Undergraduate Honors Theses

Thesis Defended

Spring 2018

Document Type

Thesis

Type of Thesis

Departmental Honors

Department

Ecology and Evolutionary Biology

First Advisor

Dr. Erin Tripp

Abstract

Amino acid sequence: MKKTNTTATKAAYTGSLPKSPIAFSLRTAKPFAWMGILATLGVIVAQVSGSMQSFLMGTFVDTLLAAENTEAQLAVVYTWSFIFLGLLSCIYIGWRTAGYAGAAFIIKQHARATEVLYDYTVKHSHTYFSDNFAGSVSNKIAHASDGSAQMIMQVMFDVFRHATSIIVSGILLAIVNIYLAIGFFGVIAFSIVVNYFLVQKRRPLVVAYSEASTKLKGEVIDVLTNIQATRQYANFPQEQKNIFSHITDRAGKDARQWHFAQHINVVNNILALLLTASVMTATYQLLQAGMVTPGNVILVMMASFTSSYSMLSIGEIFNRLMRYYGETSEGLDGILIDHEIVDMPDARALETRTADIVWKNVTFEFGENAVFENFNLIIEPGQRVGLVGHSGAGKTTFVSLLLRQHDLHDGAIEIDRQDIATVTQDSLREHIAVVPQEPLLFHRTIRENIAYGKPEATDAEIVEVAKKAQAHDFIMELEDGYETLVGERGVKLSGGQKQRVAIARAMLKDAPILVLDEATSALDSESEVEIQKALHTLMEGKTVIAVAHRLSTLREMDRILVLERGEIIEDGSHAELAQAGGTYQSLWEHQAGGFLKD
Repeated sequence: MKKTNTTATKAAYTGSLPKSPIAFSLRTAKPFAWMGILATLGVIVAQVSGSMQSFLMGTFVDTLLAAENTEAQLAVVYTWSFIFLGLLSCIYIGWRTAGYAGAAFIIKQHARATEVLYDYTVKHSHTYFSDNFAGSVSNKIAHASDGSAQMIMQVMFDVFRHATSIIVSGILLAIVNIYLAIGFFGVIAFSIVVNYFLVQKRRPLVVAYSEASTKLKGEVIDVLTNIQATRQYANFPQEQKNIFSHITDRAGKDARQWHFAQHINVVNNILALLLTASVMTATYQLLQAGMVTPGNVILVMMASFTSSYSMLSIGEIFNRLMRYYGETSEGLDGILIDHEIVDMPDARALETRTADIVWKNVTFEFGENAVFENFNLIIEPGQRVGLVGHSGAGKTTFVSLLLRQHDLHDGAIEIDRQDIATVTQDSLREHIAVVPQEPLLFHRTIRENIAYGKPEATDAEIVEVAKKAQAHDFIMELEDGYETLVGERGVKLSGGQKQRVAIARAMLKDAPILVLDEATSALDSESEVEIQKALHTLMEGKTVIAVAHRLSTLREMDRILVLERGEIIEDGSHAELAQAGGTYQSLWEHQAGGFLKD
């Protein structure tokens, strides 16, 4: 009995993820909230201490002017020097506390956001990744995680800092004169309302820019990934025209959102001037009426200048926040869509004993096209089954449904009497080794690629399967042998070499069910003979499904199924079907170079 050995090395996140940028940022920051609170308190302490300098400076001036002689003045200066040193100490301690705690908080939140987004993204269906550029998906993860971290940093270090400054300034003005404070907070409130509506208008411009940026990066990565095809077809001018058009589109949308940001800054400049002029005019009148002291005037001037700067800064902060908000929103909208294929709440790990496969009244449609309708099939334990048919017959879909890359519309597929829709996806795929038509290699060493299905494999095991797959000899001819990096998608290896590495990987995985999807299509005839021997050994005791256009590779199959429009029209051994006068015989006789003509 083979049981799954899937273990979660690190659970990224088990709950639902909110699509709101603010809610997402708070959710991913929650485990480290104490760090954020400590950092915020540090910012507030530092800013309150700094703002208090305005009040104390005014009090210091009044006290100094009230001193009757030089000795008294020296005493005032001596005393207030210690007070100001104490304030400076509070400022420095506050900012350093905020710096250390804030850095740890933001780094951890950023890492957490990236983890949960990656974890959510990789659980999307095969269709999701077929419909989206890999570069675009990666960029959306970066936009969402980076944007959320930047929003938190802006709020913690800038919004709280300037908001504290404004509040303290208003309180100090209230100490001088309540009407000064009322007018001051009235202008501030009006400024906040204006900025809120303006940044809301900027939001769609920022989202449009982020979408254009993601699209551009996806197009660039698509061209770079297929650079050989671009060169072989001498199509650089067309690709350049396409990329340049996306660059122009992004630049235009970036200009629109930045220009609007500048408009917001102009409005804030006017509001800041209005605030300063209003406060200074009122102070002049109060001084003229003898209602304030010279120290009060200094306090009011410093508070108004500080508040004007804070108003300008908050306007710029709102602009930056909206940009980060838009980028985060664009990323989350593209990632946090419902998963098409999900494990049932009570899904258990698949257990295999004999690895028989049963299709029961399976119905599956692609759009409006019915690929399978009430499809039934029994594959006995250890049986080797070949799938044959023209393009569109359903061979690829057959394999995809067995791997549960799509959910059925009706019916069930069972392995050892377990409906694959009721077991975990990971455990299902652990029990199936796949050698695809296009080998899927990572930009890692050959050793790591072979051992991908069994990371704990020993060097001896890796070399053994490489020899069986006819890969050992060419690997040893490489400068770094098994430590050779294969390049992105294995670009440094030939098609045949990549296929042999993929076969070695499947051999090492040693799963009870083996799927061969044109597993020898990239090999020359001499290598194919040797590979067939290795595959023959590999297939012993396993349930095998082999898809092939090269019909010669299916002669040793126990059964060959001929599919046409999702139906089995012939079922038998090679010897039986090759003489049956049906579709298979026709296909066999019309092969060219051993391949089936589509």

Two distantly related species of Penstemon, Penstemon virens and Penstemon secundiflorus frequently flower contemporaneously throughout an overlapping range in the foothills and Front Range of Colorado. In cases where populations are sympatric (co-occurring) and hybrids do not form, non-geographic and non-temporal boundaries must be present that limit or prohibit gene flow between species. I examined two possible contributors to such boundaries, pollinator activity and floral traits, through a field pollination experiment in the foothills of central Colorado in the summer of 2016 and found that both species exhibit distinctive floral traits that may affect both pollinator behavior and mechanical compatibility. Field collection of floral visitors (totaling 68 individuals) indicated that only five bee species from two genera (Lasioglossum and Hylaeus) were shared between P. virens and P. secundiflorus, suggesting that pollinator behavior contributes to limiting gene flow between these two species. Thus, the limited overlap in pollinator species and floral morphology likely severely limit the capacity for hybridization between these two species of Penstemon. Finally, I found that floral traits could not be used to predict floral visitors in a way that is consistent with prior research on pollination syndromes in the genus of Penstemon. Further field research in pollination ecology is needed to assess pollinator behavior in response to the variety of floral traits exhibited in the genus and to assess the fitness and life history of these two iconic flowering-plant species of the Colorado foothills.

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